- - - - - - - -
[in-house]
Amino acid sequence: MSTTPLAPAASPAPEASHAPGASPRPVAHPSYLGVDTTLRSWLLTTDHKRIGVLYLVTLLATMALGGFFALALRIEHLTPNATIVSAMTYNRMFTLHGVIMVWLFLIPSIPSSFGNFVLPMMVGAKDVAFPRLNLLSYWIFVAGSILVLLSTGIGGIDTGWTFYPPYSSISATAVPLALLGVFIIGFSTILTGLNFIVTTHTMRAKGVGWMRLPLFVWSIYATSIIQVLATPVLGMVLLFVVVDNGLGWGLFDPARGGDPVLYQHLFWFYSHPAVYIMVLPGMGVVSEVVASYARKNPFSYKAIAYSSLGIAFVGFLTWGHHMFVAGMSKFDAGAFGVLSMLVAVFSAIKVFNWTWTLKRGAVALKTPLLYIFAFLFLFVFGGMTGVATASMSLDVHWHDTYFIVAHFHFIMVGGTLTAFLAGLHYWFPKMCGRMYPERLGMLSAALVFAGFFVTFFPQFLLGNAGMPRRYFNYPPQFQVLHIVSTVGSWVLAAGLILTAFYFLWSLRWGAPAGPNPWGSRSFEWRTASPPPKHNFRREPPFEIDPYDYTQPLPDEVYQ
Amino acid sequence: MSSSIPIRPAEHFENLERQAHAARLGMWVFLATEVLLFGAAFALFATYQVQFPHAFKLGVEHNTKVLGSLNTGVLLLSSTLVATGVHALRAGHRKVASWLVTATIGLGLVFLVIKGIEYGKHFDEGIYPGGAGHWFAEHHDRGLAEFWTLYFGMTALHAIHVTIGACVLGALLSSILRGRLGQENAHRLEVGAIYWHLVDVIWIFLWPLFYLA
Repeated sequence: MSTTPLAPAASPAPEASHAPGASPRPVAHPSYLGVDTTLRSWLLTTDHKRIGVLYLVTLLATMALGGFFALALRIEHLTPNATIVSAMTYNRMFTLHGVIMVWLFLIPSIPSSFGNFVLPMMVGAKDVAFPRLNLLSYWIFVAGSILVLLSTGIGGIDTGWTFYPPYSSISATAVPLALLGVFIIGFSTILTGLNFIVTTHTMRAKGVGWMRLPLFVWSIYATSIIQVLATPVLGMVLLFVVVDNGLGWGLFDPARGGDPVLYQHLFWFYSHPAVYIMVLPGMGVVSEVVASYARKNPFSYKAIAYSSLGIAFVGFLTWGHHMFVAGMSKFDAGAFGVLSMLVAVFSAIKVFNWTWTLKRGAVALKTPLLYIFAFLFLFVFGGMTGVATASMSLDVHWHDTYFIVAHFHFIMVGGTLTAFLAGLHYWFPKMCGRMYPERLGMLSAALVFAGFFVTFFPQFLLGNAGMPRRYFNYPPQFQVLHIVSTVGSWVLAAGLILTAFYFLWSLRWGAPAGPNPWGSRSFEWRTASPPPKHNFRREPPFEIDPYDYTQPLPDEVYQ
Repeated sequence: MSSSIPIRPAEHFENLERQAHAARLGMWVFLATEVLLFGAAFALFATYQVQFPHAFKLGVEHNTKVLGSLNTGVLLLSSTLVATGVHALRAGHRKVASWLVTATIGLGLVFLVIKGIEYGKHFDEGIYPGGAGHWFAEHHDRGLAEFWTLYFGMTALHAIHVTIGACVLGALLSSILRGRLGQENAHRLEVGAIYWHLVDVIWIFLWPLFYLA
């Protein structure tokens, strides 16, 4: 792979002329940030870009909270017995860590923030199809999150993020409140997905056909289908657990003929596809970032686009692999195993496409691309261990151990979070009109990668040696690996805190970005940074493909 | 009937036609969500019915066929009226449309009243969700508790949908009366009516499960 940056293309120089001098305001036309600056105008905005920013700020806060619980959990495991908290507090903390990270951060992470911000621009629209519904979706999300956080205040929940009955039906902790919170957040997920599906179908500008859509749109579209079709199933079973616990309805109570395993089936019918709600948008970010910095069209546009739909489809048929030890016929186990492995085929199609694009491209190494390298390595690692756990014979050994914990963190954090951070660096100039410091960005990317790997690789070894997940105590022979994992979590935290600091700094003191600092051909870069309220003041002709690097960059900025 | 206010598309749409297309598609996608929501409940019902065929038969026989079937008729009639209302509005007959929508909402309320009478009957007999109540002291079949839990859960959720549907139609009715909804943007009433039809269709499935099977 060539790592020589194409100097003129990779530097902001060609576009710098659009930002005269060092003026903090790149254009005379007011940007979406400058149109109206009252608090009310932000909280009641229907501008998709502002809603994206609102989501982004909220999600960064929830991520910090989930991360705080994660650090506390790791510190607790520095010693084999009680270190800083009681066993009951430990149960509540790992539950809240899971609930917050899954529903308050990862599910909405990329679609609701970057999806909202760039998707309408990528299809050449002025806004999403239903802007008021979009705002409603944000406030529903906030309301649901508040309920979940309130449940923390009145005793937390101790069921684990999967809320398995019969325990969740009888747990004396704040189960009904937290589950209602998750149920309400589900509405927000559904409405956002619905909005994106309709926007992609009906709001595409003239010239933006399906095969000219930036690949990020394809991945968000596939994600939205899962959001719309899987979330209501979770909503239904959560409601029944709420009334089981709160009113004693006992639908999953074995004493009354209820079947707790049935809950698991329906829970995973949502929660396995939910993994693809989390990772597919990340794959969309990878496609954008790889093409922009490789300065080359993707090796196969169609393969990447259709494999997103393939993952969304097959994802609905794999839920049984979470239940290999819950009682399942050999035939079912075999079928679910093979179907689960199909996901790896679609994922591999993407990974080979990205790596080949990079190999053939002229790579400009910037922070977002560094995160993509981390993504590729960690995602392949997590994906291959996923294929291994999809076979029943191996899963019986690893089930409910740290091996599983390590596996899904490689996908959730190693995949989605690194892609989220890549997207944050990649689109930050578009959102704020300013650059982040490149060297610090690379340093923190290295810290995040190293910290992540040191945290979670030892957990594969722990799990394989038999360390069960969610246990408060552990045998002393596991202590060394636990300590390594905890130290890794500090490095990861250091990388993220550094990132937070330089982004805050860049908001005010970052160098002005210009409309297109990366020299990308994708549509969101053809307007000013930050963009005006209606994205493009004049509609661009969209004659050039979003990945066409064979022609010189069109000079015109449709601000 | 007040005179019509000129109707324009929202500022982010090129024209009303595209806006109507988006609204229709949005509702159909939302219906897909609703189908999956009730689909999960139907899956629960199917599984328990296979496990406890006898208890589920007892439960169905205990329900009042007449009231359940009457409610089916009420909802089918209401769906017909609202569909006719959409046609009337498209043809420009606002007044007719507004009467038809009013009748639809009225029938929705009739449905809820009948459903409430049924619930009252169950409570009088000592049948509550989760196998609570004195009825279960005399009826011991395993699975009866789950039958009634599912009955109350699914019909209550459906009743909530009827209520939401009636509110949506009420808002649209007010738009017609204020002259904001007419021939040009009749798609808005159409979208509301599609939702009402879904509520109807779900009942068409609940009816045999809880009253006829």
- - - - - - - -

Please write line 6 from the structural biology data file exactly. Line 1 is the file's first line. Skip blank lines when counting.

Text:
């Protein structure tokens, strides 16, 4: 792979002329940030870009909270017995860590923030199809999150993020409140997905056909289908657990003929596809970032686009692999195993496409691309261990151990979070009109990668040696690996805190970005940074493909 | 009937036609969500019915066929009226449309009243969700508790949908009366009516499960 940056293309120089001098305001036309600056105008905005920013700020806060619980959990495991908290507090903390990270951060992470911000621009629209519904979706999300956080205040929940009955039906902790919170957040997920599906179908500008859509749109579209079709199933079973616990309805109570395993089936019918709600948008970010910095069209546009739909489809048929030890016929186990492995085929199609694009491209190494390298390595690692756990014979050994914990963190954090951070660096100039410091960005990317790997690789070894997940105590022979994992979590935290600091700094003191600092051909870069309220003041002709690097960059900025 | 206010598309749409297309598609996608929501409940019902065929038969026989079937008729009639209302509005007959929508909402309320009478009957007999109540002291079949839990859960959720549907139609009715909804943007009433039809269709499935099977 060539790592020589194409100097003129990779530097902001060609576009710098659009930002005269060092003026903090790149254009005379007011940007979406400058149109109206009252608090009310932000909280009641229907501008998709502002809603994206609102989501982004909220999600960064929830991520910090989930991360705080994660650090506390790791510190607790520095010693084999009680270190800083009681066993009951430990149960509540790992539950809240899971609930917050899954529903308050990862599910909405990329679609609701970057999806909202760039998707309408990528299809050449002025806004999403239903802007008021979009705002409603944000406030529903906030309301649901508040309920979940309130449940923390009145005793937390101790069921684990999967809320398995019969325990969740009888747990004396704040189960009904937290589950209602998750149920309400589900509405927000559904409405956002619905909005994106309709926007992609009906709001595409003239010239933006399906095969000219930036690949990020394809991945968000596939994600939205899962959001719309899987979330209501979770909503239904959560409601029944709420009334089981709160009113004693006992639908999953074995004493009354209820079947707790049935809950698991329906829970995973949502929660396995939910993994693809989390990772597919990340794959969309990878496609954008790889093409922009490789300065080359993707090796196969169609393969990447259709494999997103393939993952969304097959994802609905794999839920049984979470239940290999819950009682399942050999035939079912075999079928679910093979179907689960199909996901790896679609994922591999993407990974080979990205790596080949990079190999053939002229790579400009910037922070977002560094995160993509981390993504590729960690995602392949997590994906291959996923294929291994999809076979029943191996899963019986690893089930409910740290091996599983390590596996899904490689996908959730190693995949989605690194892609989220890549997207944050990649689109930050578009959102704020300013650059982040490149060297610090690379340093923190290295810290995040190293910290992540040191945290979670030892957990594969722990799990394989038999360390069960969610246990408060552990045998002393596991202590060394636990300590390594905890130290890794500090490095990861250091990388993220550094990132937070330089982004805050860049908001005010970052160098002005210009409309297109990366020299990308994708549509969101053809307007000013930050963009005006209606994205493009004049509609661009969209004659050039979003990945066409064979022609010189069109000079015109449709601000 | 007040005179019509000129109707324009929202500022982010090129024209009303595209806006109507988006609204229709949005509702159909939302219906897909609703189908999956009730689909999960139907899956629960199917599984328990296979496990406890006898208890589920007892439960169905205990329900009042007449009231359940009457409610089916009420909802089918209401769906017909609202569909006719959409046609009337498209043809420009606002007044007719507004009467038809009013009748639809009225029938929705009739449905809820009948459903409430049924619930009252169950409570009088000592049948509550989760196998609570004195009825279960005399009826011991395993699975009866789950039958009634599912009955109350699914019909209550459906009743909530009827209520939401009636509110949506009420808002649209007010738009017609204020002259904001007419021939040009009749798609808005159409979208509301599609939702009402879904509520109807779900009942068409609940009816045999809880009253006829």